Corrosion of Steel Pipelines Transporting Hydrocarbon Condensed Products, Obtained from a High Pressure Separator System: A Failure Analysis Study


In this paper, the corrosion of steel pipelines transporting hydrocarbon condensed products was studied. Different activities of sampling and analysis were carried out to diagnose the failure causes and to establish a control system for the corrosion problem. The combination of three types of corrosion, including erosion corrosion, galvanic corrosion and microbiologically induced corrosion, was synthetically considered. A serial of experiments were designed to research those types of corrosion. This type of failure was observed in characteristics sites of the pipeline, mainly in direction changes and welding joints. Additionally, localized corrosion was observed in the inner steel wall and distributed along the pipeline, although a tendency was not detected.

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Olivares, G. and Gayosso, M. (2015) Corrosion of Steel Pipelines Transporting Hydrocarbon Condensed Products, Obtained from a High Pressure Separator System: A Failure Analysis Study. Materials Sciences and Applications, 6, 760-772. doi: 10.4236/msa.2015.68078.

1. Introduction

Nowadays, hydrocarbon transportation in the oil industry is accomplished through pipelines. Huge volume of gas and liquid can be transported in an efficient and safe way. During the gas-oil separation processes, the operational parameters may come out of control and some operational problems may occur, including corrosion failures.

A corrosion problem was observed in a 2 inches diameter steel pipeline, transporting hydrocarbon condensed products obtained from a high pressure separator system located in an offshore platform in the Gulf of Mexico. This situation generated critical conditions that favored the pipeline corrosion development and resulted in some leaks. Initially, it was presumed that the failure could be caused by effect of microbiologically induced corrosion. However, as the failures did not exhibit a regular pattern, it was considered that others types of corrosion were involved in the problematic. According to this, several activities, mainly directed to diagnose the failure conditions, were carried out [1] - [3] .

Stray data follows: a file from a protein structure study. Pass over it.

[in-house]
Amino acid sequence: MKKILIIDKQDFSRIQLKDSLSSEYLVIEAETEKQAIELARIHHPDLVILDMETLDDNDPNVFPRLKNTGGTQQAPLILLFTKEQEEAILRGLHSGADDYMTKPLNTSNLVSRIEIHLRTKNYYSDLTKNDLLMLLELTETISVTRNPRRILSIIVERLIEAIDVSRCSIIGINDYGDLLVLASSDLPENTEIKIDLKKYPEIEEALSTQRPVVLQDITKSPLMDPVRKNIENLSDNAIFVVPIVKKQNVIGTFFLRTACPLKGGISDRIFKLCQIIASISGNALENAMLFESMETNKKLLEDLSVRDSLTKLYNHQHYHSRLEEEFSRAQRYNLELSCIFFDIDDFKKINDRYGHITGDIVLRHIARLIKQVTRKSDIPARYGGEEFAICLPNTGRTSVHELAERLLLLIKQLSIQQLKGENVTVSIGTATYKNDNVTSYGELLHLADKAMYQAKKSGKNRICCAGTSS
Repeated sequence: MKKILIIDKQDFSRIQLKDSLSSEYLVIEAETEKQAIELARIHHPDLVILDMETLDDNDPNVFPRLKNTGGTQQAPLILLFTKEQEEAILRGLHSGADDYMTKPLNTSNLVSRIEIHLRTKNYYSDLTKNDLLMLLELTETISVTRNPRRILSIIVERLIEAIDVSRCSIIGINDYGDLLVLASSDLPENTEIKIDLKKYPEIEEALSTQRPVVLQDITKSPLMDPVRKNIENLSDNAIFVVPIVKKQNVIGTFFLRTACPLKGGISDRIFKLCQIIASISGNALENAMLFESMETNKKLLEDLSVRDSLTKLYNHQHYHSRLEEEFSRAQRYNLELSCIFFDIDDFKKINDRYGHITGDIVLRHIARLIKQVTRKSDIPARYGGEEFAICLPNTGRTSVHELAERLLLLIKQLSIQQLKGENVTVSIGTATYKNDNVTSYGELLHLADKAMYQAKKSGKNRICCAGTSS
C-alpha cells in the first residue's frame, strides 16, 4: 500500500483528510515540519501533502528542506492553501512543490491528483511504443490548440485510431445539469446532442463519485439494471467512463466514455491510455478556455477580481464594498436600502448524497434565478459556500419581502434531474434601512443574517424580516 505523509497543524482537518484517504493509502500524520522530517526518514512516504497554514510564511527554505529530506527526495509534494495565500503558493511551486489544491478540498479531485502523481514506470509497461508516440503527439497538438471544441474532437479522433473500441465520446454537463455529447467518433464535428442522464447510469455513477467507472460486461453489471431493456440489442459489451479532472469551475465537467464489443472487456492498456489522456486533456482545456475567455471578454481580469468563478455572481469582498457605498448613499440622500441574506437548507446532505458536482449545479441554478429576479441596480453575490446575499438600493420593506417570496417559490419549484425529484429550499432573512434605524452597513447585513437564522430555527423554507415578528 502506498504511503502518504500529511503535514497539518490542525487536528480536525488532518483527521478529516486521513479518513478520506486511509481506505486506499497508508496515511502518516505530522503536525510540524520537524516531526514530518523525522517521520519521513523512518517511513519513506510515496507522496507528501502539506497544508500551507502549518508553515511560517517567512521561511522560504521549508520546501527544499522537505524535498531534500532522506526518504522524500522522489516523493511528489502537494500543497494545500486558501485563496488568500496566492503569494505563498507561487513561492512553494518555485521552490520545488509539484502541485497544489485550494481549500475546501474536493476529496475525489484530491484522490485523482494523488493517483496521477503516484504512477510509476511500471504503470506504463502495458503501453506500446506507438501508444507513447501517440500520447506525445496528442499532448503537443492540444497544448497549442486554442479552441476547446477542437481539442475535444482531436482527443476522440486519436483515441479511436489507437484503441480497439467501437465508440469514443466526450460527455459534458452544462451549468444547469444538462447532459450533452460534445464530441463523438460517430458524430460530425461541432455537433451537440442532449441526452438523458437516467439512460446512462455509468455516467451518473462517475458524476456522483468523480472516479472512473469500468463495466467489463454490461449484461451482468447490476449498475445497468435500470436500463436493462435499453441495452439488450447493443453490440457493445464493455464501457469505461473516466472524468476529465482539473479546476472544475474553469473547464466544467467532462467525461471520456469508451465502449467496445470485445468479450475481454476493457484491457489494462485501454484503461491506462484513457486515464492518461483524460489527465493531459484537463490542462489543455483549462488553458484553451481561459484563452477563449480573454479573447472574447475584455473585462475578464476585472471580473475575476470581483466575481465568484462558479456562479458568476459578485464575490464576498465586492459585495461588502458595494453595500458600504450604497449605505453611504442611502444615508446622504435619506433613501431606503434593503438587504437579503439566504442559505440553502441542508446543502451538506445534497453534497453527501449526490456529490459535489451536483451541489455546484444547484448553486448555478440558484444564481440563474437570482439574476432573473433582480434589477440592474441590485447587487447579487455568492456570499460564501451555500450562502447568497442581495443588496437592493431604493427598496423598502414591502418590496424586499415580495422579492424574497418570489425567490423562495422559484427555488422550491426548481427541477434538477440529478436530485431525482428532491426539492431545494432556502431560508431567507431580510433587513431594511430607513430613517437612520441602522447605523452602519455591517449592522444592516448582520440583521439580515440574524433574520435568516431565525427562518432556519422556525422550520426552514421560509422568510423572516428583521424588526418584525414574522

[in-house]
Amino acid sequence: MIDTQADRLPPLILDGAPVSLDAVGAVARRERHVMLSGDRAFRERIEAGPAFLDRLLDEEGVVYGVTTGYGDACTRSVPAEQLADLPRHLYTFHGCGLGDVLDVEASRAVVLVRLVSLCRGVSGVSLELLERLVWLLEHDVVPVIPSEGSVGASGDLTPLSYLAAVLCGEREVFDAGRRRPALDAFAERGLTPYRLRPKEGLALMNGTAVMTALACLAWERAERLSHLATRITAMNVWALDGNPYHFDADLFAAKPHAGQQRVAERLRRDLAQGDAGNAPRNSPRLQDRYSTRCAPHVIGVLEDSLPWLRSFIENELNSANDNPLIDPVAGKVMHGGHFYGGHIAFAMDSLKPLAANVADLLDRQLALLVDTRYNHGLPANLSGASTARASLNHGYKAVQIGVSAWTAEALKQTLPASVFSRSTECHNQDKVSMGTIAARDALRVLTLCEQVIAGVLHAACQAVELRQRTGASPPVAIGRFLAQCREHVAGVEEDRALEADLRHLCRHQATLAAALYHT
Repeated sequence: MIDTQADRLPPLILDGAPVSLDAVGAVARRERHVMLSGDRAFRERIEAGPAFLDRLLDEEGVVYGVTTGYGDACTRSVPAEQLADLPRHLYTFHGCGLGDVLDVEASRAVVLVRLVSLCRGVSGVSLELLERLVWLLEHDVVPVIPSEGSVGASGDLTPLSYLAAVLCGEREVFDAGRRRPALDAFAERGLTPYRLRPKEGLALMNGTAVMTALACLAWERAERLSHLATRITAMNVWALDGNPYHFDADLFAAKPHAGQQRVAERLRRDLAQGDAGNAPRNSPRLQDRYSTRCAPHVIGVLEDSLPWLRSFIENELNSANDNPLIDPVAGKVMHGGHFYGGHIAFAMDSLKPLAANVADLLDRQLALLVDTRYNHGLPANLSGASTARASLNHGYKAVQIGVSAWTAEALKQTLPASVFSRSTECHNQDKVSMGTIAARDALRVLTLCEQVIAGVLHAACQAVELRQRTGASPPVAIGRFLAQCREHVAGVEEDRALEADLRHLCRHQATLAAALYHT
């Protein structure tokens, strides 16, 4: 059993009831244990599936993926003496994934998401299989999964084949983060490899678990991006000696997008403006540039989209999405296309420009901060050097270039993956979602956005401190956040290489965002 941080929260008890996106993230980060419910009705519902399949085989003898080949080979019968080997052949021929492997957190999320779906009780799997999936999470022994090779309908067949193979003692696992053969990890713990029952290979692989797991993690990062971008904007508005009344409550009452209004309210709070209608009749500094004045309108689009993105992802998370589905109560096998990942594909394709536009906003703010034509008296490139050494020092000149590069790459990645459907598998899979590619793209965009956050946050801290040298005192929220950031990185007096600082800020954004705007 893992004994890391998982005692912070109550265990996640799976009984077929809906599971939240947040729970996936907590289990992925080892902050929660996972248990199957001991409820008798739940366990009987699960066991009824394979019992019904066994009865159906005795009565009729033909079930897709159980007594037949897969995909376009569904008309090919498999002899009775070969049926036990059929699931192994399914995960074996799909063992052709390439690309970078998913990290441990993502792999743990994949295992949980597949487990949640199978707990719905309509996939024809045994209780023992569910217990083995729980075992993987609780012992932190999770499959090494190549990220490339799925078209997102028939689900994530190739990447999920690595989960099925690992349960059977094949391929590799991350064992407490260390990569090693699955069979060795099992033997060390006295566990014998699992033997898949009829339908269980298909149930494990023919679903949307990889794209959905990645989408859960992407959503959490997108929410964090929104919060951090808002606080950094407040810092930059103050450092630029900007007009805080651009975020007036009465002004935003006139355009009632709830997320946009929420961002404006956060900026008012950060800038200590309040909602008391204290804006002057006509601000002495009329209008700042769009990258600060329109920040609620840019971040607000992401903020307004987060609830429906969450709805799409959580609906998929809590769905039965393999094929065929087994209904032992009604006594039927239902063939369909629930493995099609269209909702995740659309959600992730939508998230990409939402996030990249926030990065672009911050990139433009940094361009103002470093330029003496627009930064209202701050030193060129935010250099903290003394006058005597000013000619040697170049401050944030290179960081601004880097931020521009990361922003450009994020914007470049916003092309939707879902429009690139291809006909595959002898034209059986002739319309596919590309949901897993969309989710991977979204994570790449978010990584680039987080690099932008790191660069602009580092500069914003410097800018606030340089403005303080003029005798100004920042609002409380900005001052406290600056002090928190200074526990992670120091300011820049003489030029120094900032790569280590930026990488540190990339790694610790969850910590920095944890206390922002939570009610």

Therefore, it was intended to diagnose the causes for the corrosion failures in the pipeline at the output of the high pressure separator system. With this, recommendations for corrosion control can be made.

2. Activities

The activities carried out were divided in two stages: Stage 1 focused on the characterization of the hydrocarbon streams, at the sites where the leaks occurred. This was in order to determine the main corrosive agents in the system. Stage 2 directed to analyze the corrosion products at the metal surface, as well as the type and morphology of the corrosion process. With these activities, the causes for the corrosion failures could be established.

2.1. Stage 1

Two monitoring points were selected, considering streams that were incorporated to the system that exhibited the leak. These points were named P-I and P-II.

Field activities: Initially, an inspection of the system was carried out, to identify the monitoring points and to collect both, water and condensed products. Four samples were taken from the monitoring points, leaving a gap of 24 hours between each sampling [4] .

For water samples, different parameters were measured in situ: Temperature, Pressure, pH, O2 content, CO2 content, H2S content, conductivity and presence of sulfate reducing bacteria (SRB) [5] .

Laboratory activities: Physical and chemical analysis were carried out to water samples. The analysis for the condensed products samples were: hydrocarbon characterization, O2 content, CO2 content, H2S content, humidity, Sulfur compounds [6] .